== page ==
What's the best way to secure your browser passwords?

passwords
The Internet’s been somewhat aflame (figuratively, not literally) because it was widely reported that Google’s Chrome browser stores passwords with no security at all. So how do you keep your browser passwords safe?
As Elliot Kember pointed out (and as rapidly went wildfire around the Web), Chrome’s default behaviour is to make your passwords immediately available as long as you could access the browser itself. Which is to say whenever anyone has physical access to your device at all.
Google’s call on this is that users should lock things at an account level, but I’m not entirely sold on that security model as the be all and end all. So what should you actually do to keep passwords safe in Chrome — or indeed, any browser at all?
It’s pretty simple: Don’t use browser password storage services.
Seriously, I can’t see why you would. If you want something to store your passwords, use a password manager. I use 1Password myself, but Keepass is fine too. If you absolutely must have it at a browser level, maybe Lastpass.
Store everything under a single, very secure password that you can remember, rather than relying on the browser to store it for you. There are companion apps for just about every platform to make logins on multiple devices simple enough, and it provides a layer of security that you just won’t get by storing your passwords with a browser’s built-in password manager.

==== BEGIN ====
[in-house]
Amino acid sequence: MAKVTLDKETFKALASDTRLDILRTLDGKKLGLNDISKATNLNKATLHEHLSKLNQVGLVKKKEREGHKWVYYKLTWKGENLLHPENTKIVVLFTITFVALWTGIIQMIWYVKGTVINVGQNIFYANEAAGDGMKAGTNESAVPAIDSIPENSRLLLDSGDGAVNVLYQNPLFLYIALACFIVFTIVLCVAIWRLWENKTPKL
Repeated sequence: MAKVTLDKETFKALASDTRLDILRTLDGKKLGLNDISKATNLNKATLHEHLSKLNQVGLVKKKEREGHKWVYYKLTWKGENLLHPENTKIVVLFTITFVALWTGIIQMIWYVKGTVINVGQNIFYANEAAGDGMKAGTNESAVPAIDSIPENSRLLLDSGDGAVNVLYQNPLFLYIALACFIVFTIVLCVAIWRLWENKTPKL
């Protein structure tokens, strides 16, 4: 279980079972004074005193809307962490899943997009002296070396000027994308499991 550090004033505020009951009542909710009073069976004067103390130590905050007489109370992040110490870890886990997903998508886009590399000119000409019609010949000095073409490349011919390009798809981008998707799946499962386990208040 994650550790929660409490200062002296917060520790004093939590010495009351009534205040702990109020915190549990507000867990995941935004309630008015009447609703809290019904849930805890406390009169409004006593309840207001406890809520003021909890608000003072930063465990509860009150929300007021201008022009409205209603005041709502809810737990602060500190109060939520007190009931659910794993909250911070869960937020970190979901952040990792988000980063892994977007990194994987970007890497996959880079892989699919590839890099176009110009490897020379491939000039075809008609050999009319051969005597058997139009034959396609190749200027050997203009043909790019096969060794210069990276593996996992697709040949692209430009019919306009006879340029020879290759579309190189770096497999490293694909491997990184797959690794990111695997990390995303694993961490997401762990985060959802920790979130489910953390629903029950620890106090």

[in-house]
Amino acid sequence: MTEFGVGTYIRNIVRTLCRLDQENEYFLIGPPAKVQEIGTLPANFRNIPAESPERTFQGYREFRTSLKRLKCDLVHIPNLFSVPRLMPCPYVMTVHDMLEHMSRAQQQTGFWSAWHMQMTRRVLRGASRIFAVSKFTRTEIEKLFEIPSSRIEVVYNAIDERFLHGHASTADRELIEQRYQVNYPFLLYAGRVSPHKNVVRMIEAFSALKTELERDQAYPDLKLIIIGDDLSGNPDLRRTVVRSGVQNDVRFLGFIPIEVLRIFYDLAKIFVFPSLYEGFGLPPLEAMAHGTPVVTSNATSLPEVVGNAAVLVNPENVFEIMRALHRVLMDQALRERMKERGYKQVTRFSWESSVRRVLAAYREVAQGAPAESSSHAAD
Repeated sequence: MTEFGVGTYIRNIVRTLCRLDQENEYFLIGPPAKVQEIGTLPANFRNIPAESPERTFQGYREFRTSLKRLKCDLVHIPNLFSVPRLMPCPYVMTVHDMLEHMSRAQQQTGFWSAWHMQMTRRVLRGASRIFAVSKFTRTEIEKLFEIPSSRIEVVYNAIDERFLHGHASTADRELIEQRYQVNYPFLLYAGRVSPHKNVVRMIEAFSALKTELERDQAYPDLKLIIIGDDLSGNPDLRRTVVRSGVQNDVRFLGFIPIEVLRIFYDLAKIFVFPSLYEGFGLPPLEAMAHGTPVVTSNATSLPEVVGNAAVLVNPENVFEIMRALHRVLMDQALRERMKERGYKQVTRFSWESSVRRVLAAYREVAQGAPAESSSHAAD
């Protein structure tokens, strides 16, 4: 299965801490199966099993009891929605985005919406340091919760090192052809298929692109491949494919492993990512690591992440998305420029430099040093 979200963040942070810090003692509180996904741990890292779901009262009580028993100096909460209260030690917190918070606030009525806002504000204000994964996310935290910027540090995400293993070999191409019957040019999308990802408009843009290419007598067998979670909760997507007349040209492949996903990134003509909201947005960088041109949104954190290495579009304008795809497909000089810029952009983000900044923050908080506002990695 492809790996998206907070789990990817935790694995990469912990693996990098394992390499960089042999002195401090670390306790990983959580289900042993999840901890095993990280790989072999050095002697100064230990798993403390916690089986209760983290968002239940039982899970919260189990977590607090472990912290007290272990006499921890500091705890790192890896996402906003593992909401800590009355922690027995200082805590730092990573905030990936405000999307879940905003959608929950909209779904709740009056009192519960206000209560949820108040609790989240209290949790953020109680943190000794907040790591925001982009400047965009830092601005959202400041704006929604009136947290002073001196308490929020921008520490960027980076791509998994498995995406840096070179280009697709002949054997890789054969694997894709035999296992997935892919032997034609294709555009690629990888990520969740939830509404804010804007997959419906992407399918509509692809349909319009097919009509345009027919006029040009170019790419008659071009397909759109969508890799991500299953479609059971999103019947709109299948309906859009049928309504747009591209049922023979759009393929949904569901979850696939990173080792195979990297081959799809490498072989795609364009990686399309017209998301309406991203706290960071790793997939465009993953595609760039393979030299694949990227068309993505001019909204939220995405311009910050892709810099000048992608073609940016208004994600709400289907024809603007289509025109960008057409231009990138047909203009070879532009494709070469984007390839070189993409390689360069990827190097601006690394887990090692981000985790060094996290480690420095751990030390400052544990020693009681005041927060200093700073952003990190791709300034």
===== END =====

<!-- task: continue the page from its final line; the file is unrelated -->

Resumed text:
That should really only be your very first step along the way to securing your accounts, though. Where two factor authentication is offered, use it. Yes, it’s less “convenient” than simply using a browser to store your passwords, but how convenient would it be to have your online identity (and possibly your bank accounts and/or ID) compromised?
Image: Ron Bennetts

Author: Alex

Alex Kidman is a multi-award winning Australian technology writer, former editor at Gizmodo, CNET, GameSpot, ZDNet, PC Mag, APC, Finder and as a contributor to the ABC, SMH, AFR, Courier Mail, GadgetGuy, PC & Tech Authority, Atomic and many more. He's been writing professionally since 1998, and his passions include technology, social issues, education, retro gaming and professional wrestling.

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